Associated Shoulder Conditions
Patients also suffer from less common associated shoulder conditions such as:
- Calcific tendonitis
- AC joint pain
- Biceps tendonitis
Calcific tendonitis is when small calcium deposits build up on your shoulder tendons. It is a relatively common problem in middle-aged people. Although they are mostly incidental, some people – most commonly women aged 30 to 50 – have large and extensive calcium deposits which cause their shoulders to be intermittently troublesome for years.
Mostly, this condition is managed with periodic cortisone (steroid) injections. Occasionally surgery is offered, particularly if the calcium deposits are prominent and there are longstanding symptoms of subacromial impingement and subacromial bursitis.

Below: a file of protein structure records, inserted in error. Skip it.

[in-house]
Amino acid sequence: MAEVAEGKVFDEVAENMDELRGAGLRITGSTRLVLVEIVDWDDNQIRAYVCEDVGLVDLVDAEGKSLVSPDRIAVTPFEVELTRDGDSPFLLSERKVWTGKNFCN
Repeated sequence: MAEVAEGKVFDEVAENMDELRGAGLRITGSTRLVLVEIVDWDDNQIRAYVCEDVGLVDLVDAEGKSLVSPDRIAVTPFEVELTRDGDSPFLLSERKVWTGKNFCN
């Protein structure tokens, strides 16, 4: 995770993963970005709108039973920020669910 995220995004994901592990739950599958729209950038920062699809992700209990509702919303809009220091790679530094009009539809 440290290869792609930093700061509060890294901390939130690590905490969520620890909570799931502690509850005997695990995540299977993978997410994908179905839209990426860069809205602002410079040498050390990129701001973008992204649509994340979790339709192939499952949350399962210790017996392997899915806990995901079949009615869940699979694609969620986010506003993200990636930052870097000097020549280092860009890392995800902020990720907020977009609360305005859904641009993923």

AC joint pain
AC joint pain is a condition which occurs in all age groups. It can be difficult to diagnose, particularly as it often accompanies other problems such as subacromial impingement or a rotator cuff tear.
Most AC joint pain resolves of its own accord but this often takes many months or more. A steroid injection directly into the AC joint may also help.
Occasionally, surgery may be required and this is generally successful.
One of the two upper tendons of the biceps muscle runs in a groove on the upper arm bone and then into the shoulder joint itself. This tendon can be a potent source of pain.
Problems with this tendon often arise in association with subacromial impingement or a rotator cuff tear, but in younger people this may exist as a problem in isolation.
Again, a steroid injection may help. Surgery is usually performed in association with surgery for other problems.